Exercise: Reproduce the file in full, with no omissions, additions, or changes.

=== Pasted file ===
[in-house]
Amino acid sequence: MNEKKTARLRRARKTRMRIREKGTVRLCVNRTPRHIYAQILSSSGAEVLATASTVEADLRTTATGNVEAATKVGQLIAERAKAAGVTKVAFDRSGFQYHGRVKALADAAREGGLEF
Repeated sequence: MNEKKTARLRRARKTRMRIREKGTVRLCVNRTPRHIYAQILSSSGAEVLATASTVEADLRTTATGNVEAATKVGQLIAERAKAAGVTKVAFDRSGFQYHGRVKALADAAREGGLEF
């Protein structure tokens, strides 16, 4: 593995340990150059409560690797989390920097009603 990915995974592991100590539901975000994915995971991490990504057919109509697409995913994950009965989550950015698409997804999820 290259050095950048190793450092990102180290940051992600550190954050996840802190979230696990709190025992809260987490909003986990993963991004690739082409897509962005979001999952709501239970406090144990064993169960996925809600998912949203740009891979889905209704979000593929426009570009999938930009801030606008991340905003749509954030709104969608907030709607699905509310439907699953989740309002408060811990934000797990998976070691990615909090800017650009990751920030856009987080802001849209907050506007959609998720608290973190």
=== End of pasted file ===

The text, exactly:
[in-house]
Amino acid sequence: MNEKKTARLRRARKTRMRIREKGTVRLCVNRTPRHIYAQILSSSGAEVLATASTVEADLRTTATGNVEAATKVGQLIAERAKAAGVTKVAFDRSGFQYHGRVKALADAAREGGLEF
Repeated sequence: MNEKKTARLRRARKTRMRIREKGTVRLCVNRTPRHIYAQILSSSGAEVLATASTVEADLRTTATGNVEAATKVGQLIAERAKAAGVTKVAFDRSGFQYHGRVKALADAAREGGLEF
């Protein structure tokens, strides 16, 4: 593995340990150059409560690797989390920097009603 990915995974592991100590539901975000994915995971991490990504057919109509697409995913994950009965989550950015698409997804999820 290259050095950048190793450092990102180290940051992600550190954050996840802190979230696990709190025992809260987490909003986990993963991004690739082409897509962005979001999952709501239970406090144990064993169960996925809600998912949203740009891979889905209704979000593929426009570009999938930009801030606008991340905003749509954030709104969608907030709607699905509310439907699953989740309002408060811990934000797990998976070691990615909090800017650009990751920030856009987080802001849209907050506007959609998720608290973190």